Microsoft Excel first run experience

Summary (screens follow)

The good bits

  • Instead of aggressively prompting someone to take a tutorial, or putting someone into a tutorial mode right away, Excel first opens with a “create new file” screen. This is an empty state that gives new users clear next steps: They can choose to create their first file from scratch, create from a template, or explore a sample “tutorial” file
  • The sample tutorial file is a normal Excel document that uses the app’s underlying design to provide education. For example, the “steps” of the tutorial are spread out across different sheets, with the tabs at the bottom of the screen highlighting the topic of each step. Within each sheet, the cells teach the user how to perform certain actions, with examples already implemented that they can play with.  It’s something that is always available to revisit in the app, and lets a new user learn at their own pace. At the end of the tutorial, there is a next step that encourages the user to leave feedback about the tutorial.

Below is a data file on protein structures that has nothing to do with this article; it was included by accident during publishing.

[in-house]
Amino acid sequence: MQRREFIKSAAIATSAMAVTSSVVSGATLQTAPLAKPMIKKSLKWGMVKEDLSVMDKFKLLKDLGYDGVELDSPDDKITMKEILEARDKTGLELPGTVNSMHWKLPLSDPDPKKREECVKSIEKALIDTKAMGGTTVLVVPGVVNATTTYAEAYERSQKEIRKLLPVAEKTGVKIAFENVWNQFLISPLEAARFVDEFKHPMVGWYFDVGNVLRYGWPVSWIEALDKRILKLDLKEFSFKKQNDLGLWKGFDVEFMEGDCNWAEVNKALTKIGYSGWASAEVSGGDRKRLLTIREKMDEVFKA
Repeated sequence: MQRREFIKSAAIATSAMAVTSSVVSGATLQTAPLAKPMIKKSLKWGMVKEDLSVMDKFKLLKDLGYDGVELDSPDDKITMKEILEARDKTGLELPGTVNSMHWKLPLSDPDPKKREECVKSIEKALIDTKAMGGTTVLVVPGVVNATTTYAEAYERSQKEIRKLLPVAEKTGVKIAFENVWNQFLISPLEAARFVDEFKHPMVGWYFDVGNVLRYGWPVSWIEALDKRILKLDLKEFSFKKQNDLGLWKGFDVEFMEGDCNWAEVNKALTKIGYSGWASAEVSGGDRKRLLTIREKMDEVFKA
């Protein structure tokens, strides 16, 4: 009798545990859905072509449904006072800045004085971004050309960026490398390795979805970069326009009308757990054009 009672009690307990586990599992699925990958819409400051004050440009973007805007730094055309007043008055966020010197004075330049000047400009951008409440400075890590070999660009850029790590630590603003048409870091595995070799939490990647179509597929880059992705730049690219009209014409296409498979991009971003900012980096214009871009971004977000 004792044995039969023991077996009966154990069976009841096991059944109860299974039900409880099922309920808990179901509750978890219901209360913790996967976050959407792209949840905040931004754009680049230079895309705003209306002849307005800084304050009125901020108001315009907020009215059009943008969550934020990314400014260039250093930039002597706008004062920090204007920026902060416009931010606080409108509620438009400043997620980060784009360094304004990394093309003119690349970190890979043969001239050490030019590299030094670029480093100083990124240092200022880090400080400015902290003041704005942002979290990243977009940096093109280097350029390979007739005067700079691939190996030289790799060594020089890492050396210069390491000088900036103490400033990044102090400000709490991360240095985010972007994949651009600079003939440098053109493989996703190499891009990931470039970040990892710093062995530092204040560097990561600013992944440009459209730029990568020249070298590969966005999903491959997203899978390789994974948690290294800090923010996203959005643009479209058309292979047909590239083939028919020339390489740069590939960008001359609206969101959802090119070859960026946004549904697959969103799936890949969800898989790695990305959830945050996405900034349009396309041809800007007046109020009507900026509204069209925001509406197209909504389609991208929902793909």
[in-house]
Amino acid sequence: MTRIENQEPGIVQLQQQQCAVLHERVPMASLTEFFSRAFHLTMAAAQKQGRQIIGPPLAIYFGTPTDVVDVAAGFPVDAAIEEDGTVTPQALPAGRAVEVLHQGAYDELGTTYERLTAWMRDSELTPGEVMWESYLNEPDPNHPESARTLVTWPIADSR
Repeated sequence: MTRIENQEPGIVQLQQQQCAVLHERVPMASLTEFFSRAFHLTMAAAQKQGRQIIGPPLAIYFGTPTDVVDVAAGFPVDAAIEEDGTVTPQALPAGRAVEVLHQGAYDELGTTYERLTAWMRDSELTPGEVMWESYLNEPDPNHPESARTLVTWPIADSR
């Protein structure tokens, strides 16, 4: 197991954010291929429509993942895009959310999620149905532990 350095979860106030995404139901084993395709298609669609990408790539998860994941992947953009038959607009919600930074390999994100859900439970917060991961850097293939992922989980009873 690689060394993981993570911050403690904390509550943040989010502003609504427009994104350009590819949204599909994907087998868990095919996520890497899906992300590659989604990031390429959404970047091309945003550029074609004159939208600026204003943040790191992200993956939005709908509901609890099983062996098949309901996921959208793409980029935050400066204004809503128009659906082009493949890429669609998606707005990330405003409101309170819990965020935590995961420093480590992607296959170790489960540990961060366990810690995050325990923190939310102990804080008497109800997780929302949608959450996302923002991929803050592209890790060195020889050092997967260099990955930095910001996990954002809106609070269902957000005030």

• The app relies more on responsive hints and pop-ups instead of proactive, educational interruptions. For example, displaying a first-time hint that autosave is on and what it does the first time the user switches the autosave toggle in the upper left of the interface. This is less disruptive to the user’s workflow yet gives them the information they need. 

To be improved

  • The first run experience in this case also included downloading and installing Microsoft office. Unfortunately this flow included 3 consent screens and a “What’s new in Excel” screen that slowed down the process (and assumed I was an existing user that had used some previous version of Excel in the past). 
  • Some of the writing on the app’s responsive educational moments can be more confusing than helpful. For example, an informational popup appears if the user presses on a feature (like “Ideas”) that requires the user to turn on Office connected experiences. It’s attempting to get the user to turn the feature on, but the wording is very vague about what connected experiences are: “Use Office connected experiences. To enable this experience, change your privacy preferences.” The focus on privacy preferences makes it more confusing, because it’s not clear why those would be associated with a feature like “Ideas” and “connected experiences.”